Backcountry fans thrilled as snow arrives in Utah; avalanche danger moderate to considerable

SALT LAKE CITY -- “It's finally starting to look like winter in the middle of February,” said Ted Merritt of Salt Lake City.

The sound of snow squeaking beneath their skis is music to their ears as outdoor enthusiasts search for knee-deep powder in the backcountry

“It takes a couple hours to climb to the top and a couple minutes to get to the bottom, but it's always worth it when you find bottomless power,” Merritt said.

With ice stuck on their beards and smiles stuck on their faces, skiers in Little Cottonwood Canyon are praising a perfect powder day.

“It was unearthly amazing,” said Jens Tenbroek of Salt Lake City. “It's the kind of thing I live for.”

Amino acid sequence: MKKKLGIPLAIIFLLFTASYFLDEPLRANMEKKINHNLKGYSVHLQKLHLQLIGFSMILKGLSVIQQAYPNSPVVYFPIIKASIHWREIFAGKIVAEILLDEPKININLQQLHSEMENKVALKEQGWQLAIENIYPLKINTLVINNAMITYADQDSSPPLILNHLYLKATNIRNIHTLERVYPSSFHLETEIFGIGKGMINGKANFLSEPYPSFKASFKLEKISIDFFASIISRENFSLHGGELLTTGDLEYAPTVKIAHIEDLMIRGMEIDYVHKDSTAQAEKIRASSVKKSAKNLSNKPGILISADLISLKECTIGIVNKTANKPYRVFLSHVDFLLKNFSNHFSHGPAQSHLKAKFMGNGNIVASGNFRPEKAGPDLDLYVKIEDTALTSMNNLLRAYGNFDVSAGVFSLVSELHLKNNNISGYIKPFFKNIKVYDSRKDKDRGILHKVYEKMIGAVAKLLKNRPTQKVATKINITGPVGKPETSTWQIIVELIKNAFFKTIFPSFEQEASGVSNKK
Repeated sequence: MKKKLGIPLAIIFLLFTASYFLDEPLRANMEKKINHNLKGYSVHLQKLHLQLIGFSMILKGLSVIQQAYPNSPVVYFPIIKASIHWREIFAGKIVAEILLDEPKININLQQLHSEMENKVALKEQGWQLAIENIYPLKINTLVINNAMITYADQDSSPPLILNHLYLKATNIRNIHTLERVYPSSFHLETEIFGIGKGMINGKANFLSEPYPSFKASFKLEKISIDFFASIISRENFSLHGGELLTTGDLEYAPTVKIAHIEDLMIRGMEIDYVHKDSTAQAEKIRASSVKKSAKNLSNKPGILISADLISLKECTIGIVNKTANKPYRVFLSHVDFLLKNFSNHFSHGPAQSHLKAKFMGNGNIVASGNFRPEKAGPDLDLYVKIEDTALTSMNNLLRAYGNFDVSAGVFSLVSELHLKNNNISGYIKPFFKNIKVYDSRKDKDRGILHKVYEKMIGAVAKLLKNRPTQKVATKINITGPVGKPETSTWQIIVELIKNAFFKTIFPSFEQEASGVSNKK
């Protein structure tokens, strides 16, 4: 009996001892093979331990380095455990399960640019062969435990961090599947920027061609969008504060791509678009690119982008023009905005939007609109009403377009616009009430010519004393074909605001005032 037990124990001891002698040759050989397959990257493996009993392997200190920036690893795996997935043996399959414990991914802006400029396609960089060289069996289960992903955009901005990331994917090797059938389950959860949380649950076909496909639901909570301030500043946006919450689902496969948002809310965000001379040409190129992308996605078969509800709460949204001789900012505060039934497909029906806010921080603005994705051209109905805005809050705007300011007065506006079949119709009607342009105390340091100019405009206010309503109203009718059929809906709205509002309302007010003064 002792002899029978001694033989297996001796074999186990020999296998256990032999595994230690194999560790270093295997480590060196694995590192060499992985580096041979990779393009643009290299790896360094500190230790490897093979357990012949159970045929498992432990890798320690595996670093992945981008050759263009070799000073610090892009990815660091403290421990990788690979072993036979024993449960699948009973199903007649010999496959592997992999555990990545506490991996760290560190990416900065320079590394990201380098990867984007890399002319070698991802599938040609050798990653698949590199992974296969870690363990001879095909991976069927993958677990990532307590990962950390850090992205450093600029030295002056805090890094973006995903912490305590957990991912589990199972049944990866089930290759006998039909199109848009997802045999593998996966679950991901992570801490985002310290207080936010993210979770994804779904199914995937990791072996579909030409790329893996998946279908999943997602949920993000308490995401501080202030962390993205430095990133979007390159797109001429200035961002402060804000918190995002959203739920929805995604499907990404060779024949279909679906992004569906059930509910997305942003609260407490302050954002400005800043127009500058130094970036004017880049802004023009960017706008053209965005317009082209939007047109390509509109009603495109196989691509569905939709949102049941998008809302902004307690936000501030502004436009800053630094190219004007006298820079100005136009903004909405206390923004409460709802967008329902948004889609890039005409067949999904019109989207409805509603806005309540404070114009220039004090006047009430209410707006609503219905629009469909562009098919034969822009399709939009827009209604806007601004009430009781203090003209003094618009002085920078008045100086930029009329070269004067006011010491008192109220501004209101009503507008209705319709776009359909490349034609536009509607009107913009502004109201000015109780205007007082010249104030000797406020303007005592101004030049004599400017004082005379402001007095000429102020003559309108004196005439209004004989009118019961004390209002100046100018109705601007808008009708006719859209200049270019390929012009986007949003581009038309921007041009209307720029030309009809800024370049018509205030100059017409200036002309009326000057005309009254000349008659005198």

Even though avalanche conditions are moderate to considerable along the Wasatch Front, skiers are prepared with beacons, shovels and airbags.

“Always concerned and always as safe as possible,” Tenbroek said.

Despite the warm winter, there have been several close calls in Utah this season. An avalanche buried a skier at Snowbasin, and in Logan Canyon snow tore through a hillside trapping a snowmobiler.

While they got out alive, avalanches claimed the lives of two Utahns this season.

Brennan Walpole of Spanish Fork was killed after an avalanche was triggered while he was snowmobiling in Afton, Wyoming.

And in Jackson Hole, Alex Marra of Orem was skiing when he was trapped in an avalanche.

Tragedies we haven't seen on Utah's mountains this winter marked a major milestone for last year—it was the first time in 26 years no one was killed in an avalanche.

We're on track for another year. So skiers are out here enjoying the fresh snow and respecting the backcountry.

“It's exciting, man, I was kind of giving up on winter so I'm excited to have some snow to play in,” said Rob Scrivner of Colorado.

The Utah Avalanche Center says increased winds could hit this weekend so check conditions before you go.